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With the High Street less than rosy with footfall declining and long-term sales in decline, the UK consumer has over recent years left their Christmas shopping to the 11th hour in a bid to bag a bargain as retailers out play one another with aggressive pricing strategies.

But according to consumer analytics company Foresight Factory, this race to the bottom is counter-productive for retailers as UK consumers are savvy and know price cuts are coming so are now holding out for an even better deal.

Against this background are the broader macro-economic pressures facing consumers as we move through the Golden Quarter. GfK’s long running Consumer Confidence Index fell by two points to -12 in November 2017, continuing the broad direction of decline since September 2016. This reflects the erosion of British consumers’ purchasing power as above-target inflation continues its outpace wage growth; despite the latter starting to show promise.

According to Foresight Factory’s own consumer data and advanced analysis, UK consumers have been showing a number of distinct behavioural trends dating back to the same time last year. This includes early bargain hunting – focused on Black Friday. Foresight Factory research indicates that in 2016 some 27% of consumers participated. However, Christmas spending rears its head even earlier: almost one in five consumers had already purchased a Christmas gift in early May, while 29% had by early October.

Consumers are also demonstrating a new trend – that of the highly personalised present suited for their individual needs – sizeable portions of millennials preferring to receive gift cards rather than presents (35%) and sending people links to their preferred presents (16%).

Christophe Jouan, CEO & Co-Owner at Foresight Factory, stated: “The continued decline of consumer purchasing power alongside the precarious political context of Brexit has unsurprisingly hit consumers’ confidence, and this is expected to impact and materially alter the way people approach the Golden Quarter. Last year, we saw consumers attempt a variety of tactics so that they could celebrate Christmas while getting the best bang for their buck, and these will likely be magnified this year.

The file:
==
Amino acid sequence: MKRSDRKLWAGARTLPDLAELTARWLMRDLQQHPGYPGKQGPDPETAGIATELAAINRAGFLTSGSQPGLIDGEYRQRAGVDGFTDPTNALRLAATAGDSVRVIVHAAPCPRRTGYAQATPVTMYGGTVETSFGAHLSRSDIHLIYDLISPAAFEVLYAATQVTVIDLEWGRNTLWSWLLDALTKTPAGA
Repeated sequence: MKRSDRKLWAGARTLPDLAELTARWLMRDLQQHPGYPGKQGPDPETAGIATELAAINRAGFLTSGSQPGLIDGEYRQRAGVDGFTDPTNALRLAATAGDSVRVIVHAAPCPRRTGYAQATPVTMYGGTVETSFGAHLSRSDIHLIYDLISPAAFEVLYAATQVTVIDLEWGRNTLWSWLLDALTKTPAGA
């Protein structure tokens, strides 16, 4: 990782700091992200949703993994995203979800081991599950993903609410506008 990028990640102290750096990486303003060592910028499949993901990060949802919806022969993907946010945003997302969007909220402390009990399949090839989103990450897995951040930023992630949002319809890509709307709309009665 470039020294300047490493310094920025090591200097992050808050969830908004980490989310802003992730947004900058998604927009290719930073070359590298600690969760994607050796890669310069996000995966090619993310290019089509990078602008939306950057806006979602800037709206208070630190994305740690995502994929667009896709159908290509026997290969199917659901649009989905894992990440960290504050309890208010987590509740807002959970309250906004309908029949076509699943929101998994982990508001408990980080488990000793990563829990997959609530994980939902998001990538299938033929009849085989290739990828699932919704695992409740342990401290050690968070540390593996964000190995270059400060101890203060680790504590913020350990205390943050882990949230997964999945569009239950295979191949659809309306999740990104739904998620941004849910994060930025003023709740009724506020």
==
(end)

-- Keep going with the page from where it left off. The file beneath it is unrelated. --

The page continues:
“This raises a series of challengers for Britain’s retailers, marketers, and consumer-facing businesses in general. They have to maintain a delicate balance, signaling that consumers can trust them with their gift-giving budgets while also appealing to them to spend more that would appear necessary at any other time of year,” he said.

Christophe concluded: “Beyond this messaging balance, there is also the challenge of accommodating these adjusted spending habits – whether that is offering novel forms of gift cards or looking to tap into Christmas spending earlier into the year. The festive period has always been a huge opportunity for businesses, but economically difficult periods mean they have to adjust their approach to adapt to consumers’ less confident mindset. Those who win this year will tread the careful line between encouraging spending and demonstrating an empathetic understanding of the precarious context in which people operate.”

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